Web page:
Skip to Content
Streetsblog Chicago home
Streetsblog Chicago home
Log In
Bicycling

Can we fix Route 66? New project aims to make Ogden Avenue more people-friendly

11:00 AM CDT on April 21, 2023

Aerial view of Ogden through Douglass Park. Photo: CDOT

The first public meeting of the INVEST South/West Ogden Avenue Corridor Improvements project took place last week at the Stone Temple Church in North Lawndale. The project includes Ogden – part of the legendary old Route 66 itinerary between Chicago and LA – between Pulaski Road and Western Avenue. It's being coordinated by the Chicago Department of Transportation in cooperation with alderpersons Michael Rodriguez (22nd), Monique Scott (24th), and Jason Ervin (28th.) Since Ogden Avenue is a state route, the Illinois Department of Transportation will also be involved.

The project area. IDOT has jurisdiction over the main travel lanes, but CDOT controls the service drives. Image: CDOT
The project area. IDOT has jurisdiction over the main travel lanes, but CDOT controls the service drives. Image: CDOT
The project area. IDOT has jurisdiction over the main travel lanes, but CDOT controls the service drives. Image: CDOT

“The... project is an opportunity to reimagine Ogden Avenue as a multimodal transportation corridor, as a hub for community activity, and as a catalyst for economic development," stated a flier handed out at the event. "The goals of the project are to improve safety for all users of this corridor, repurpose and activate public spaces, and transform this corridor into one that reflects the unique identity of North Lawndale."

The initiative seeks to make Ogden a better corridor for walking, biking, and transit. Upgrades could include improving “roadway geometry,” intersections safety, and crosswalks. In addition to repaving the road, CDOT will install new sidewalk and curbs; bike facilities, and potentially repurpose the parallel service drives. There will also be new street lighting, traffic signal upgrades, pavement markings and signage, paver parkways, and wheelchair ramps. In addition the department will install neighborhood gateway elements, street trees, and landscaping.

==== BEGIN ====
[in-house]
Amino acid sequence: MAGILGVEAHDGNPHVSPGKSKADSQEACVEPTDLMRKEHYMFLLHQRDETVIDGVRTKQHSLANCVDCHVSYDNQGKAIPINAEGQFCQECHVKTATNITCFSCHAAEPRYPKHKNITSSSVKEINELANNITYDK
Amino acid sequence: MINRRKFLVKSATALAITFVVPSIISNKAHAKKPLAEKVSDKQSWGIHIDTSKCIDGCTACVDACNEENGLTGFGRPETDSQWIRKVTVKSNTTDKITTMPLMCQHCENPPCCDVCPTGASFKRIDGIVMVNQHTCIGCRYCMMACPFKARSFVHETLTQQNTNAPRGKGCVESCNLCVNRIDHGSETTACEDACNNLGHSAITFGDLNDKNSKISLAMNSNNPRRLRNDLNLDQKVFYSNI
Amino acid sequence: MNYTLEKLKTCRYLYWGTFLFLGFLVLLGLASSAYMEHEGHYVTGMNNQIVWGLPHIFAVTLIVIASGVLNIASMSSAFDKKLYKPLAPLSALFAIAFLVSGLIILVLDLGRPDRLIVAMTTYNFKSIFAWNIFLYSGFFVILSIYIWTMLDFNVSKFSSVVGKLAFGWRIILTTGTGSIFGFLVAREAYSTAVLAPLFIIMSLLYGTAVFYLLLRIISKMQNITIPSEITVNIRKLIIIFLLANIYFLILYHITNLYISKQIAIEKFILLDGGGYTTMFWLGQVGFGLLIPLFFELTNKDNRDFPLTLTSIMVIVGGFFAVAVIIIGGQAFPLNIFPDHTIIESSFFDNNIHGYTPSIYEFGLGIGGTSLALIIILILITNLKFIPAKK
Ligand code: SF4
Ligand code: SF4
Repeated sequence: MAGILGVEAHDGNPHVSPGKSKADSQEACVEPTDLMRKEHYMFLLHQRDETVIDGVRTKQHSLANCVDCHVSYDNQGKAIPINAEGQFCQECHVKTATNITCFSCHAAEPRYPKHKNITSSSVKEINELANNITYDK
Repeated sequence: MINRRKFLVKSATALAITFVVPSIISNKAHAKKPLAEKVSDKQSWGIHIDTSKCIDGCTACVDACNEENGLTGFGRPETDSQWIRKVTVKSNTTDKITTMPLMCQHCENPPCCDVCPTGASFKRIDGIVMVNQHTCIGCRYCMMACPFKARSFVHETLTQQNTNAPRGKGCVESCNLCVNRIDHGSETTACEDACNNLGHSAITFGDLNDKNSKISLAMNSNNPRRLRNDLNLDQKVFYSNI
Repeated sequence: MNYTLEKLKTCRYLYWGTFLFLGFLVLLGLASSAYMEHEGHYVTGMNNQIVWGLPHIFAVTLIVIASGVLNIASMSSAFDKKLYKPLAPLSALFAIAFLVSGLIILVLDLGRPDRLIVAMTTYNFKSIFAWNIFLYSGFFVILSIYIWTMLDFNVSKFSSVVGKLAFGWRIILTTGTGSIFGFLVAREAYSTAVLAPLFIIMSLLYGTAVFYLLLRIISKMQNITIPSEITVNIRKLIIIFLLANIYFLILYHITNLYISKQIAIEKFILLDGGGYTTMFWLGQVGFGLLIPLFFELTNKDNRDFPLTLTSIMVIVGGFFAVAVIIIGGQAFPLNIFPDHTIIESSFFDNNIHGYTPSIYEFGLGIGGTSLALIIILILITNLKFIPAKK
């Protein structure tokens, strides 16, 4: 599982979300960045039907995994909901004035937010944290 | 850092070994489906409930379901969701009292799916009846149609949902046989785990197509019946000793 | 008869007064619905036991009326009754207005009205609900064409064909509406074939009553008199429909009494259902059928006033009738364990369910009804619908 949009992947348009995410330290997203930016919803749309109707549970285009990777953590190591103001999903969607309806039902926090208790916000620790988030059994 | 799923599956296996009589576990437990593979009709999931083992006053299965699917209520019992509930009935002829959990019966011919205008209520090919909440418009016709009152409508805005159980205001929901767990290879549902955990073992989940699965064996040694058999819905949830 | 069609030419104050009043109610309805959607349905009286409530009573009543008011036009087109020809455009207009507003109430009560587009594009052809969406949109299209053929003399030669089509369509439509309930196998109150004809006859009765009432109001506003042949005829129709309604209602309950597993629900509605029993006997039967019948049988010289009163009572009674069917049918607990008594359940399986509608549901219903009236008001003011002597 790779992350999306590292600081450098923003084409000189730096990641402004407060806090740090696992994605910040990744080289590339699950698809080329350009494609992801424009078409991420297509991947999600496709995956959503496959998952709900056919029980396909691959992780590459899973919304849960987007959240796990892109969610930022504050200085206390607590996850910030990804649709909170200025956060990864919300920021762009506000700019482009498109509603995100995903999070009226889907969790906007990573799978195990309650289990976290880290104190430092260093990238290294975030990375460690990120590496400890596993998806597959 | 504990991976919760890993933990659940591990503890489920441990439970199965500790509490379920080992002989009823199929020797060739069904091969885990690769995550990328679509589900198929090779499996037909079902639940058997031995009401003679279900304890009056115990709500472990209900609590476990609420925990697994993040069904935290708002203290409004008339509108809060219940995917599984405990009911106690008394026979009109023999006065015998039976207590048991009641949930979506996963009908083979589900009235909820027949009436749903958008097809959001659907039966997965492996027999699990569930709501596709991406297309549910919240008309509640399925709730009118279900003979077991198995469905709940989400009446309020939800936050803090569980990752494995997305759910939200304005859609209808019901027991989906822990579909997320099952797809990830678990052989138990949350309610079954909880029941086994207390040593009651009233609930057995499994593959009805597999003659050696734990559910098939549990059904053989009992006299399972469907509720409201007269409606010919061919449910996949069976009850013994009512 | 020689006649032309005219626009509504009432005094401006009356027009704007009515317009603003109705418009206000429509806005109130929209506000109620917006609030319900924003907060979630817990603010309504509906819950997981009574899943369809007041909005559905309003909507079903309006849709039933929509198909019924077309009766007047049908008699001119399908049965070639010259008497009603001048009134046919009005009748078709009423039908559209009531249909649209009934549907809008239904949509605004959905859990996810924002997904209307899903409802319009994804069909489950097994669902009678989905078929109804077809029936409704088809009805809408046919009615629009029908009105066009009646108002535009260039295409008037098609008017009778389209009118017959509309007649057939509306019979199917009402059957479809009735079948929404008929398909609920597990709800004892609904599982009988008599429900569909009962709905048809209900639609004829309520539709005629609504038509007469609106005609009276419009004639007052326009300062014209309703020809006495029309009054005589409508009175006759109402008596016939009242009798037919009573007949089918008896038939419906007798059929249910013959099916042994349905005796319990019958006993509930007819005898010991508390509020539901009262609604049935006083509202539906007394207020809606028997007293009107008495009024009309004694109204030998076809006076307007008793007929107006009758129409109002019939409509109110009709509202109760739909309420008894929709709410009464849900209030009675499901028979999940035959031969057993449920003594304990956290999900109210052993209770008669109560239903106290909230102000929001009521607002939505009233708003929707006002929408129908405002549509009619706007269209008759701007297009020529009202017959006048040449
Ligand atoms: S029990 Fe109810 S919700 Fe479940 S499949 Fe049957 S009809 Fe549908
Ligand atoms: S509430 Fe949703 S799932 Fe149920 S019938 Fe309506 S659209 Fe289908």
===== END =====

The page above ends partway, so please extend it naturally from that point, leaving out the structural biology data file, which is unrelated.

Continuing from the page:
“It’s a very exciting project for the 24th Ward," said Scott. "It is time to reimagine Ogden Boulevard, and we plan to do this from Pulaski all the way to Roosevelt Road. So it’s an exciting time for Ogden because if you live on Ogden, then you know it’s Route 66, a speedway like a highway. And so, these are going to be some measures to slow that traffic down and also beautify Ogden."

A speaker at the meeting at Stone Temple Church. Photo: Cameron Bolton
24th Ward Alderperson Monique Scott spoke at the meeting at Stone Temple Church. Photo: Cameron Bolton
A speaker at the meeting at Stone Temple Church. Photo: Cameron Bolton

The planning project is scheduled to continue through winter 2024. According to the handout, Phase I will consist of “community visioning, design development, preliminary engineering, and environmental clearances.” Phase II will involve finalizing the design and engineering plans, in addition to construction.

“The reimagined Ogden Avenue should reflect North Lawndale’s priorities and serve the community’s needs," the flier said. "CDOT is committed to build on previous community input, prioritize transparency throughout the project, and engage in community early and often. To achieve this, we will hold multiple input opportunities, including Community Advisory Group Meetings, ISW Roundtable Updates, Community Workshops, Public Meetings, and Public Surveys."

The first advisory group meeting occurred last winter, while a Community Workshop is scheduled to take place this summer. During last week's meeting, there were multiple ways to provide feedback. Residents can also provide input via an online survey and an interactive map.

Map of Ogden with Post-It notes comments. Photo: Cameron Bolton
Map of Ogden with Post-It notes comments. Photo: Cameron Bolton
Map of Ogden with Post-It notes comments. Photo: Cameron Bolton

"I’m looking forward to the next engagement opportunities and letting our other neighbors know about how they can weigh in and provide feedback," said attendee Apriel Campbell. "The biggest concern I have leaving here is that I know there is a low [computer] literacy rate here in North Lawndale." She said the digital divide may be a barrier keeping many residents from providing feedback online. "So maybe if they had more events where people can talk with people who will record their responses, that might be more helpful."

At the meeting there were five tables with five different input activities. At one table, there was a map where people could write comments on Post-It notes regarding community challenges and assets along the corridor and stick them on the map. At another, attendees could write what they wanted to see on poster boards. A third was for filling out a survey. And another allowed kids in attendance to talk about their neighborhood in drawing form while also learning about bike safety.

The kids activity table. Photo: Cameron Bolton
The kids activity table. Photo: Cameron Bolton
The kids activity table. Photo: Cameron Bolton

The next public meeting and survey are scheduled for the second quarter of Phase 2, which will be in spring 2024. Information from the recent public meeting will be available on the project website for anyone who might have missed it in about a week or so. You can also email any comments to info[at]improveogdenave[dot]org.

Said attendee Eric Lindsay, “I’m looking forward to them posting everything on the website in about a week so I can download it, take a look at it, analyze the subject, and have more input or more importantly, to be able to send it out to other community residents as well and solicit their involvement because it was just a small sample of the community at this meeting."

Stay in touch

Sign up for our free newsletter